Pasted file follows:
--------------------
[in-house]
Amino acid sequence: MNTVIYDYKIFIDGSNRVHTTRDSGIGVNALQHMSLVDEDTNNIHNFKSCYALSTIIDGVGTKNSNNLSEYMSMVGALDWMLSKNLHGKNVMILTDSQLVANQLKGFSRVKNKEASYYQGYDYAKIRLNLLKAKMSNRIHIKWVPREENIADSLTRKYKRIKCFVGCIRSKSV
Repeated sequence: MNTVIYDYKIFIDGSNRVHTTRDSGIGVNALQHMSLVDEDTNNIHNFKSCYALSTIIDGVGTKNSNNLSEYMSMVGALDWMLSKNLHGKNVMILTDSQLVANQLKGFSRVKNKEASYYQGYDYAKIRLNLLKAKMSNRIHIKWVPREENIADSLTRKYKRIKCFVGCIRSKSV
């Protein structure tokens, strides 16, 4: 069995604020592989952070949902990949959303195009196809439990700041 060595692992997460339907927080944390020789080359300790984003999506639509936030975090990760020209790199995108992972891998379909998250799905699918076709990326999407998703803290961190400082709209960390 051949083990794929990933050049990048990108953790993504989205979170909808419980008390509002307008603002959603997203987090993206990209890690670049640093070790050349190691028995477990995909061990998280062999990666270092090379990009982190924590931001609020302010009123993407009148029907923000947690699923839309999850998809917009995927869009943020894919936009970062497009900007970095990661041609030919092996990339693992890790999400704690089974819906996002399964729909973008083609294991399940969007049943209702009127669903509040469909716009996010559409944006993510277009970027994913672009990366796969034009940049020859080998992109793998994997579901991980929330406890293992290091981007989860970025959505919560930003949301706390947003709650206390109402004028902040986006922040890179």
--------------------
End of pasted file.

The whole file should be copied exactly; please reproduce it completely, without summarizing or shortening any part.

[in-house]
Amino acid sequence: MNTVIYDYKIFIDGSNRVHTTRDSGIGVNALQHMSLVDEDTNNIHNFKSCYALSTIIDGVGTKNSNNLSEYMSMVGALDWMLSKNLHGKNVMILTDSQLVANQLKGFSRVKNKEASYYQGYDYAKIRLNLLKAKMSNRIHIKWVPREENIADSLTRKYKRIKCFVGCIRSKSV
Repeated sequence: MNTVIYDYKIFIDGSNRVHTTRDSGIGVNALQHMSLVDEDTNNIHNFKSCYALSTIIDGVGTKNSNNLSEYMSMVGALDWMLSKNLHGKNVMILTDSQLVANQLKGFSRVKNKEASYYQGYDYAKIRLNLLKAKMSNRIHIKWVPREENIADSLTRKYKRIKCFVGCIRSKSV
């Protein structure tokens, strides 16, 4: 069995604020592989952070949902990949959303195009196809439990700041 060595692992997460339907927080944390020789080359300790984003999506639509936030975090990760020209790199995108992972891998379909998250799905699918076709990326999407998703803290961190400082709209960390 051949083990794929990933050049990048990108953790993504989205979170909808419980008390509002307008603002959603997203987090993206990209890690670049640093070790050349190691028995477990995909061990998280062999990666270092090379990009982190924590931001609020302010009123993407009148029907923000947690699923839309999850998809917009995927869009943020894919936009970062497009900007970095990661041609030919092996990339693992890790999400704690089974819906996002399964729909973008083609294991399940969007049943209702009127669903509040469909716009996010559409944006993510277009970027994913672009990366796969034009940049020859080998992109793998994997579901991980929330406890293992290091981007989860970025959505919560930003949301706390947003709650206390109402004028902040986006922040890179």